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Unformatted text preview: [he] paid certain bills, and got into a Pawtucket horse-car. This is the last incident he remembers. He did not return horsehome that day, and nothing was heard of him for 2 months. He was published in the papers as missing, and foul play being suspected, the police sought in vain for his whereabouts. On the morning of March 14th, however, at Norristown, Pennsylvania, a man calling himself A. I. Brown, who had rented a small shop 6 weeks previously, stocked it with stationery, confectionery, fruit, and small articles, and carried on his quiet trade without seeming to anyone unnatural or eccentric, woke up in a fright and called in the people of his house to tell him where he was. He said that his name was Ansel Bourne, that he was entirely ignorant of Norristown, that he knew nothing of shopkeeping, shopkeeping, and that the last thing he remembered--it seemed only yesterday--was drawing money from the remembered--it yesterday--was bank, etc. in Providence. He would not believe that two months had elapsed. The...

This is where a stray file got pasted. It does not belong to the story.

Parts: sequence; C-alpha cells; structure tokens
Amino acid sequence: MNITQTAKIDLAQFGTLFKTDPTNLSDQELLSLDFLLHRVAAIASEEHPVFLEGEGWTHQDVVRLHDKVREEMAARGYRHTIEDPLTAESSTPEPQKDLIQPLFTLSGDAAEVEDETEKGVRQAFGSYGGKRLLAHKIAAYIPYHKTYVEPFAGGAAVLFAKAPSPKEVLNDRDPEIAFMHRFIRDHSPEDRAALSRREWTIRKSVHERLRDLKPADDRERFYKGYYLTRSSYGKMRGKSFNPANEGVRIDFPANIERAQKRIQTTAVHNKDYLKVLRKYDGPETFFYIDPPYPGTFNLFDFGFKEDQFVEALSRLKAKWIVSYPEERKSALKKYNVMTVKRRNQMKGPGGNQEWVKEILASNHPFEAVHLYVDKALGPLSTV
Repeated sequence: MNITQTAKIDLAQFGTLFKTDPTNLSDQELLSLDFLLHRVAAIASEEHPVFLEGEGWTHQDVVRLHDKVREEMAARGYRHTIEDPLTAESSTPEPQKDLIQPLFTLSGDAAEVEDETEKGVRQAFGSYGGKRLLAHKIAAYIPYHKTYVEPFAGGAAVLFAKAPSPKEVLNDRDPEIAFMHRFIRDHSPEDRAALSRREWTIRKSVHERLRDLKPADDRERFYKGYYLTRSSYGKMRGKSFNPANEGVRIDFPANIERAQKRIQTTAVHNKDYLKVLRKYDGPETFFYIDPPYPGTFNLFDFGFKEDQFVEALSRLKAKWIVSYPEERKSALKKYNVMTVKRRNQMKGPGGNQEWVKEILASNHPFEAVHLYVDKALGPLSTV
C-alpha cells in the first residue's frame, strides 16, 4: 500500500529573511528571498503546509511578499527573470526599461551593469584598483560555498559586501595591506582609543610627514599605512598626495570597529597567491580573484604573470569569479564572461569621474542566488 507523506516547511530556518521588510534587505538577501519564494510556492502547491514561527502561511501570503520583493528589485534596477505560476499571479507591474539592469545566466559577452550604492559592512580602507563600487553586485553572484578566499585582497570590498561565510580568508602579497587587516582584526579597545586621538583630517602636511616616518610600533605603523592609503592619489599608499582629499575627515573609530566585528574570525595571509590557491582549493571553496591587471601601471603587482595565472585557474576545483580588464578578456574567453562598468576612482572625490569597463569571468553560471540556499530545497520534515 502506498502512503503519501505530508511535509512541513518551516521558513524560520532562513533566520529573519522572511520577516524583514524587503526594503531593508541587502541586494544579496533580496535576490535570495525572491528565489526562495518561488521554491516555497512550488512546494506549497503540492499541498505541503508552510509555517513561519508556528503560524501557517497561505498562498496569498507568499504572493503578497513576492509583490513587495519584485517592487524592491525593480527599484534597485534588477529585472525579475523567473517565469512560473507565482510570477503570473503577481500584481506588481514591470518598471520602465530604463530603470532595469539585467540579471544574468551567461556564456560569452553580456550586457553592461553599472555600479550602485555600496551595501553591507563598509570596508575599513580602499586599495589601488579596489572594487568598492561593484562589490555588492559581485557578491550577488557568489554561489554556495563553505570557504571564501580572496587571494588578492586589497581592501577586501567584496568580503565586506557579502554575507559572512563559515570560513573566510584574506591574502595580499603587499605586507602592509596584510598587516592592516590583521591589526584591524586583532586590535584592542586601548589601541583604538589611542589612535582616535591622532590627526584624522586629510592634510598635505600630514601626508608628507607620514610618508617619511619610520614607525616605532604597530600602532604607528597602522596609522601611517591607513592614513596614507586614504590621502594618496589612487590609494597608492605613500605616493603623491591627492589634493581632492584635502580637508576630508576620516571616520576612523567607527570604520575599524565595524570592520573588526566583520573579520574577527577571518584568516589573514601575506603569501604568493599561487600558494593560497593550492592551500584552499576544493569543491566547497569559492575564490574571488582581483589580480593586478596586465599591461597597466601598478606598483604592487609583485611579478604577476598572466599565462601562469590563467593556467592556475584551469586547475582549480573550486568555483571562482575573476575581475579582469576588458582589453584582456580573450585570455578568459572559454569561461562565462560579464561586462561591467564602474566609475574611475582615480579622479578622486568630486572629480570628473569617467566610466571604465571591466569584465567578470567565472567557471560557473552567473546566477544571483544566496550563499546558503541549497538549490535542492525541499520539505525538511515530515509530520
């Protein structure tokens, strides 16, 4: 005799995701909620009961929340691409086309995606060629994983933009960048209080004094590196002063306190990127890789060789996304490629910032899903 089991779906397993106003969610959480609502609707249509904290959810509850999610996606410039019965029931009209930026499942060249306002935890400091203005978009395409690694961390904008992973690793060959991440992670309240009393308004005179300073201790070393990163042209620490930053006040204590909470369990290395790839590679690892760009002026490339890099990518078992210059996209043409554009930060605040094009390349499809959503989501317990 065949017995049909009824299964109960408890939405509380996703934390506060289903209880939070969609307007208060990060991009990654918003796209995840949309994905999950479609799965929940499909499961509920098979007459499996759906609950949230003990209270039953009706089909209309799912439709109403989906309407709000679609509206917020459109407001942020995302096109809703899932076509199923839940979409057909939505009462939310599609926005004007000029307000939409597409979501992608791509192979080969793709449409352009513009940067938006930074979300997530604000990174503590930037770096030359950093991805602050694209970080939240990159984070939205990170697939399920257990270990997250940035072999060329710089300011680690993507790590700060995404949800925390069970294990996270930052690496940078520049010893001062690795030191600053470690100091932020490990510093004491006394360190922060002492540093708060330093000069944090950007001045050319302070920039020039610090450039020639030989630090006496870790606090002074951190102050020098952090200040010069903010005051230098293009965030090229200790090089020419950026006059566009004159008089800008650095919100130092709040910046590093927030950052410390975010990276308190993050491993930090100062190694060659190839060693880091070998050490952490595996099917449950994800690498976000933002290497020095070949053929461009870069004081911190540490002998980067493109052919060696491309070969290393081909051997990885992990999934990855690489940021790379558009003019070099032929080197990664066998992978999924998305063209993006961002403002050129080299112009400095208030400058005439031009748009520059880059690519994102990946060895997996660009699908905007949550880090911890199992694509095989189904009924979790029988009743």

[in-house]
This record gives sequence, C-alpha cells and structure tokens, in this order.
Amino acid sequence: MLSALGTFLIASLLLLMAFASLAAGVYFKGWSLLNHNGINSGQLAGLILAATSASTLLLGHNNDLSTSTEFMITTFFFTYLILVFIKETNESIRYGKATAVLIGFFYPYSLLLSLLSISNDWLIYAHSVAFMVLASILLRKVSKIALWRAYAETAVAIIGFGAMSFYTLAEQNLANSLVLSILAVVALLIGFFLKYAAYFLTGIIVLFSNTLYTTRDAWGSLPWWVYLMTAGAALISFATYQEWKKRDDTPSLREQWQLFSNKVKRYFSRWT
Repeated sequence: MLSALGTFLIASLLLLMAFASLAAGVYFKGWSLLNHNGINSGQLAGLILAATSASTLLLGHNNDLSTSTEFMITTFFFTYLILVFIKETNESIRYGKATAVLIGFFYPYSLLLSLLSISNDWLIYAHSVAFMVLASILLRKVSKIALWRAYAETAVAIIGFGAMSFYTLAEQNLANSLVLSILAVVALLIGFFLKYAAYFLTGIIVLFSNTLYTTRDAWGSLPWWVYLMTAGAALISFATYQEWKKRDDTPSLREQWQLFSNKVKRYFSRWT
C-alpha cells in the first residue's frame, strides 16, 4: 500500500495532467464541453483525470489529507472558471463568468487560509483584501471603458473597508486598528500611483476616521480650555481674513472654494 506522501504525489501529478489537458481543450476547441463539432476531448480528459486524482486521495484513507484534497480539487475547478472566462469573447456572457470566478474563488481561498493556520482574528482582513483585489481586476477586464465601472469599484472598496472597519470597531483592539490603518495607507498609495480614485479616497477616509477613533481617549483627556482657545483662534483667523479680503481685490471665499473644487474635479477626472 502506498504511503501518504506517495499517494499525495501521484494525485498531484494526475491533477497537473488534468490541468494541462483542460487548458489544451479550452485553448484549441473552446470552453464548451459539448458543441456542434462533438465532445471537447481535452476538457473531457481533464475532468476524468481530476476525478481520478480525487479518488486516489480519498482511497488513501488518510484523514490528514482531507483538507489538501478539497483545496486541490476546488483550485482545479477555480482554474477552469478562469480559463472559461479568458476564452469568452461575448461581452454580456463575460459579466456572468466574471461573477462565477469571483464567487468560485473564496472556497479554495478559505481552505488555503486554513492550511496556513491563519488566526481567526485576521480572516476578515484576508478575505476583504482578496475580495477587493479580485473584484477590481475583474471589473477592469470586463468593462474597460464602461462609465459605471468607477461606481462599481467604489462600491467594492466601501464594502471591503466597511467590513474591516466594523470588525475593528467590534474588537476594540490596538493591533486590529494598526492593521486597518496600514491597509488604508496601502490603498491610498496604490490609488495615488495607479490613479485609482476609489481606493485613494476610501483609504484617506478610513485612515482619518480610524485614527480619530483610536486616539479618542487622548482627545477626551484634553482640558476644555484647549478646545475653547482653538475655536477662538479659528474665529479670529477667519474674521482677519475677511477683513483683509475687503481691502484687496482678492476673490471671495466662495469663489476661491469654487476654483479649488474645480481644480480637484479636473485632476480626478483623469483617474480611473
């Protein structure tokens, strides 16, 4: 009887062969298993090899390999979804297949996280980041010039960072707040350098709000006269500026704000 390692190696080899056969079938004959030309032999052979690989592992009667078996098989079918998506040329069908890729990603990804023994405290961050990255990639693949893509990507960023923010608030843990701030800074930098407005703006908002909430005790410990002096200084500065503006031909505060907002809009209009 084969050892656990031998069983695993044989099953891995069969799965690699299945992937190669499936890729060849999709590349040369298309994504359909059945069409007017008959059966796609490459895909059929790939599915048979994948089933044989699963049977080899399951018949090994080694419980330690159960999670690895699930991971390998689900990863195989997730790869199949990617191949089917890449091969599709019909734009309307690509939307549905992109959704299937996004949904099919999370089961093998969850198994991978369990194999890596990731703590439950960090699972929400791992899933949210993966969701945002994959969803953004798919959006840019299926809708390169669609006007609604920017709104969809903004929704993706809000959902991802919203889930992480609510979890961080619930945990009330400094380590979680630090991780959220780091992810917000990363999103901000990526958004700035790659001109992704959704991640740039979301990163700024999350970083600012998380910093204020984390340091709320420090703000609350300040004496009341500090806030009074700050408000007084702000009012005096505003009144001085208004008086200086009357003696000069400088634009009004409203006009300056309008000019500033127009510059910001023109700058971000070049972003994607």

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This note was uploaded on 09/06/2013 for the course PSYC 214 taught by Professor Porterfield during the Fall '10 term at Oberlin.

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